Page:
Green Ain't Mean Compared to Red
by Jeff Lewis

During the pre-game show of the third game of the World Series, Fox presented a highlight montage ste to a terrible guitar-wailing rock song that had these lyrics:

Whoa!  Red!  Red!  I want red!
That's what I said!  That's what I said!
Gimme red, red, 'cause I want red!
Some like it hot-tah, I like it red!

Red!  Red!  I want red!
There's no substitute for red!
Red!  Paint it red!
Green ain't mean compared to red!

Presumably, this was a tribute to the color of Boston and St. Louis’s jerseys, but other than that, I couldn’t figure out why Fox would subject anyone to this.  (A couple of minutes later, a knock-off version of Thin Lizzy’s “The Boys Are Back In Town” followed.  I’ve got nothing against Thin Lizzy, but I don’t want to hear this song again until it’s appropriate, i.e. the 20th anniversary special for Full House.  If possible, I’d also like to stay away from rock 'n' roll versions of “Take Me Out To The Ball Game.”)

There’s also the perplexing reference to green:  “Green ain’t mean compared to red!”  Did someone at Fox throw this line into the song, thinking, “We need lyrics about red and green because the teams are both red and one plays in Fenway Park, home of the Green Monster?”  I think I remember seeing a red-clad outfielder catching a ball up against the Green Monster while that line was being delivered.  Could that be all there is to it, or is there a deeper meaning?  How about a subtle jab at the red-green colorblind?  Would Fox stoop that low?  Yes, but that’s still far-fetched.

I reckoned that there must be a good reason for those lyrics, other than the jersey color/Green Monster theory, and the fact that the song uses the word red fourteen times.  With hopes of learning more, I typed, “Red Red Red There’s no substitute for red” into the Yahoo! Search engine.  I didn’t expect much more than 12,000 links to the Red Rooster Diner, the Red Square, red furniture, Red Foxx, etc., but, with luck, I might be able to find a reference to the song somewhere around the 100th link—on something like soxrule.com (“Reverse the Curse!”—hope they’re happy now that their website needs to be completely redone) or Boston Charlie’s No Maaah Nomaaaah Page.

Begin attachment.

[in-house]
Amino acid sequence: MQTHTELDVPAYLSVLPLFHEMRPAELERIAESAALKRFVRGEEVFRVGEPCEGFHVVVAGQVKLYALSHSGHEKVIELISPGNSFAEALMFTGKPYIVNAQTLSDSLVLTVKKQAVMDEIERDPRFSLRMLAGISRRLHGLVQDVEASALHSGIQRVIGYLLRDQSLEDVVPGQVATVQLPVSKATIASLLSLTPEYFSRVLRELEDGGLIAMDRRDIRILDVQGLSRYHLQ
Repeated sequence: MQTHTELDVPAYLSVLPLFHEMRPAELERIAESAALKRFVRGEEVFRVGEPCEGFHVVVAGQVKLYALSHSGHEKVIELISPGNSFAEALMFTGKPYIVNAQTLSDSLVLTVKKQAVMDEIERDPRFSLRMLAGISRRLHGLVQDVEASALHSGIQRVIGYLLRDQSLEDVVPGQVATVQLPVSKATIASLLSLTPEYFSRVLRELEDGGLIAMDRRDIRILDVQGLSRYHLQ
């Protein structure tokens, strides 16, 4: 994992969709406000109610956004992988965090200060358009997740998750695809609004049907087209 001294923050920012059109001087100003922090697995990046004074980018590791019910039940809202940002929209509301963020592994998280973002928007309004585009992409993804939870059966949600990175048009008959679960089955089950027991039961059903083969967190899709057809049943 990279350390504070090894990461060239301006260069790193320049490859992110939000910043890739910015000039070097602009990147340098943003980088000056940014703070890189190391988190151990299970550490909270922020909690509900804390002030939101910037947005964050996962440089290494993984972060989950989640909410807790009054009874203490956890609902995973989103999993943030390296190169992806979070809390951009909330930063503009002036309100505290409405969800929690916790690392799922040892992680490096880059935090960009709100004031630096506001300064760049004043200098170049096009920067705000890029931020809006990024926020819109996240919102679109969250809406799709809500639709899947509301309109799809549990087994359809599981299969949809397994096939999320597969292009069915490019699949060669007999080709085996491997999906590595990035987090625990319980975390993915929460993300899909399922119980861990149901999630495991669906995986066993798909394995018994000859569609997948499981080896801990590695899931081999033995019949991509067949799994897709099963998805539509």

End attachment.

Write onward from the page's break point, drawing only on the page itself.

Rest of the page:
I’m not intimately familiar with Bette Midler’s career, so I was shocked when the first search result was a match.  Apparently, Fox used a rockin’ cover of Bette Midler’s song “Red” from her 1977 album Broken Blossom, but with the lyrics swapped around in order to include “green” and maximize the number of “reds” in the two verses.  I still didn’t see a connection between this song and the current World Series, though.  Was the person in charge of video montages a devotee from Bette’s bathhouse days, still intent on expanding Fox’s meager homosexual fan base after they’d turned down his “Wind Beneath My Wings” and “From a Distance” montages?  To find out, I delved further into her internet bios.

Bette Midler—Lady M, if you prefer, or even the Divine Miss M—was born in New Jersey, grew up in Hawaii and came to prominence in New York.  I could not find any ties to the Red Sox or Cardinals in any of her bios, although Cardinals pitchers Matt Morris and Julian Tavares both list Beaches as their favorite chick-flick.  Actually, that’s not true.

After about an hour of searching, I made a breakthrough.  The writing tandem of Carter & Hagar own the writing credits for “Red.”  Since Lady M covered a lot of show tunes in the seventies, I assumed that this must be from a baseball-themed musical, like Damn Yankees.  Upon looking up Carter & Hagar, though, I was surprised to find that the song is a tribute to one of the writers, the Red Rocker himself, Sammy Hagar.

The song first appeared on his eponymous solo album in 1977, which his fans call “The Red Album.”  This is a bit off the topic, but thinking of Sammy Hagar makes me sad because it reminds me of the disappointment I felt when I first heard the Van Halen album 5150.  They were my favorite band; that in itself makes me sad. I didn’t care for his embarrassing screams—“Yea-aaah!”, “Uhhhaa!”—and only listened to the album a few times.  I don’t think I even bothered to listen to their next album, OU812 and certainly didn’t buy For Unlawful Carnal Knowledge.  I’m not compatible with that sort of cleverness.

I’m afraid the same cannot be said for the guy in charge of the highlight montage.  My conclusion is that he probably just likes Sammy Hagar and Thin Lizzy songs, even when he has to settle for a poorly executed cover version.  The acolytes of the Divine Miss M likely aren’t his cup of tea.  Rock on, Fox!  And when you do, remember what Sammy says:  “There’s only one way TO ROCK!”

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Copyright Jeff Lewis, 2004